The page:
The key is to think outside of the box because there are more effective and meaningful ways to identify and quantify people risk than tracking the training completion rate.
Motivate employees by making security easy and personal
“It’s easy for security people to forget that our colleagues have a day job that isn’t security. If security is perceived as a barrier to that, it’s going to be a challenge for everyone,” said Molly McLain Sterling, our panelist from Medtronic.
So, how can security professionals motivate users to prioritize security instead of bypassing it? The answer is clear, and our panelists agreed: Businesses need to make security easy for employees. The panelists also shared these tips on how to keep users engaged and get their buy-in:
- Put security into a business context
Jason Williams, our panelist from Aecon Group Inc., said, “It’s important to explain why to your user— why security matters to them and why it matters to the company.” Show people the consequences and the impact of neglecting security practices. Use real-world examples to help employees understand why they should care.
- Make it relevant
Eighty-percent of security professionals have two hours or less in a year to make an impact on end users. To get people’s attention, security teams need to tailor training to individual roles and needs. Use targeted messaging for users in specific departments, too.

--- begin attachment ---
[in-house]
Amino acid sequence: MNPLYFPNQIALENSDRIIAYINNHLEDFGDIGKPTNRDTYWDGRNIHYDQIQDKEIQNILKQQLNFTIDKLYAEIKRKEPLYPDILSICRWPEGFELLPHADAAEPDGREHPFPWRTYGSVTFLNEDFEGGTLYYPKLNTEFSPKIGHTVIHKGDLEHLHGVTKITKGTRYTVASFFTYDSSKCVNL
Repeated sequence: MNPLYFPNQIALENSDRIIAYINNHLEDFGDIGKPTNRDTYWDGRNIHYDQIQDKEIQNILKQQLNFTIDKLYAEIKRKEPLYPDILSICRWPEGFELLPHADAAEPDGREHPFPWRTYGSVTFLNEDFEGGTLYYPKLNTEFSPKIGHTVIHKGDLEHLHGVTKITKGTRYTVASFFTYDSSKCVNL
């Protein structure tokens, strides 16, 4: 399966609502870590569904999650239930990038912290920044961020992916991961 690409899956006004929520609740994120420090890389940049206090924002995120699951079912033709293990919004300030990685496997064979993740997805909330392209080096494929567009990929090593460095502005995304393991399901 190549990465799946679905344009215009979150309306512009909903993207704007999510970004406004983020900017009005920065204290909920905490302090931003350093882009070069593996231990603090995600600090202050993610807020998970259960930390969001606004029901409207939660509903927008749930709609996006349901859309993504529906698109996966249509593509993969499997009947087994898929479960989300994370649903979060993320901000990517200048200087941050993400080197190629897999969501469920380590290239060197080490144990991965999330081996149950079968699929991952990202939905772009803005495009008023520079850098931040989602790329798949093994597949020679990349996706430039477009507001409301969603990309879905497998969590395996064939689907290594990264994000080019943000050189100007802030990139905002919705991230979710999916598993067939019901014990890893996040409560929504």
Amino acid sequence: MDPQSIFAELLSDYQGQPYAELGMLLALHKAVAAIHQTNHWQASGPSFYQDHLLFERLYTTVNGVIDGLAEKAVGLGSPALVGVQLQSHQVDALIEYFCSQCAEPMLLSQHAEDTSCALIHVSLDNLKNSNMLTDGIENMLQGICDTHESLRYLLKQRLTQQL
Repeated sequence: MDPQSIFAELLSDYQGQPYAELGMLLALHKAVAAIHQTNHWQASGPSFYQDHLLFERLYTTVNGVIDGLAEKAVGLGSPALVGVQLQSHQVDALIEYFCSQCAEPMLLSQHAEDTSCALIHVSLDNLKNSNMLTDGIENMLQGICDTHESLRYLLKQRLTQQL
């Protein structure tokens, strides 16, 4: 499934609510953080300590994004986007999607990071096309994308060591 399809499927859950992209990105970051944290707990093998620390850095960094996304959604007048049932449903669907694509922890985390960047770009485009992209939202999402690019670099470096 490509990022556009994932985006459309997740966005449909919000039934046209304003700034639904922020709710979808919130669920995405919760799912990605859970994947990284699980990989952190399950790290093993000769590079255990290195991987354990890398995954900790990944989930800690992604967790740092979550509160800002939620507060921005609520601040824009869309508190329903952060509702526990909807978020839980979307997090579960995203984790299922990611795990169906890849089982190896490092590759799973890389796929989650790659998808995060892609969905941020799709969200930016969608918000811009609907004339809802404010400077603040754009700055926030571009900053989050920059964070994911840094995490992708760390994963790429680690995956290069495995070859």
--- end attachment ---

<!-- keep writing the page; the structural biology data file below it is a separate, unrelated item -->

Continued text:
- Build trust with people
While some companies still take a punitive approach with employees to stop unwanted behavior, we see more businesses moving toward rewarding positive behaviors. It’s essential to build trust with employees. When someone takes a risky action, listen to them and try to find out the underlying reason. Don’t just make an assumption. Scare tactics will push people away. And they will not help to get people invested in security in the long run.
Use threat intel strategically
To turn employees into a strong line of defense, security professionals need to empower them with the right tools and knowledge. They need to know about the latest attack tactics, and they need to know the threats that are trending. Using threat intel intelligently helps to actively engage employees in security issues and make them more resilient to the threats targeting them.
As our panelists stated, it’s important to get specific about the risks your business faces. Knowing that specific groups must manage specific risks, security professionals should provide targeted messaging, training and assessment to those users.
For example, consider training your human resources department on payroll redirect scams and training the finance department on supplier invoicing fraud. Focus on the threats that get through your security controls and prepare your employees to spot those potential threats.
In this blog series, we provided some key insights and recommendations shared by our customer panelists to help you to improve your security awareness program over time. Remember, driving behavior change and mitigating human risk is a journey. And that journey continues. Cybersecurity Awareness Month is almost over—but the effort to change unsafe behavior should go on.
We aim to support your ongoing growth and success. As we head into the holiday season, we expect to see a surge in holiday scams, such as fake shipping notifications, unexpected order confirmation and more. In our upcoming webinar, “Use Caution with Cheer: ‘Tis the Season of Holiday Threats and Ways to Defend,” our experts will discuss the latest tactics used in seasonal scams and how you can prepare your employees to protect themselves.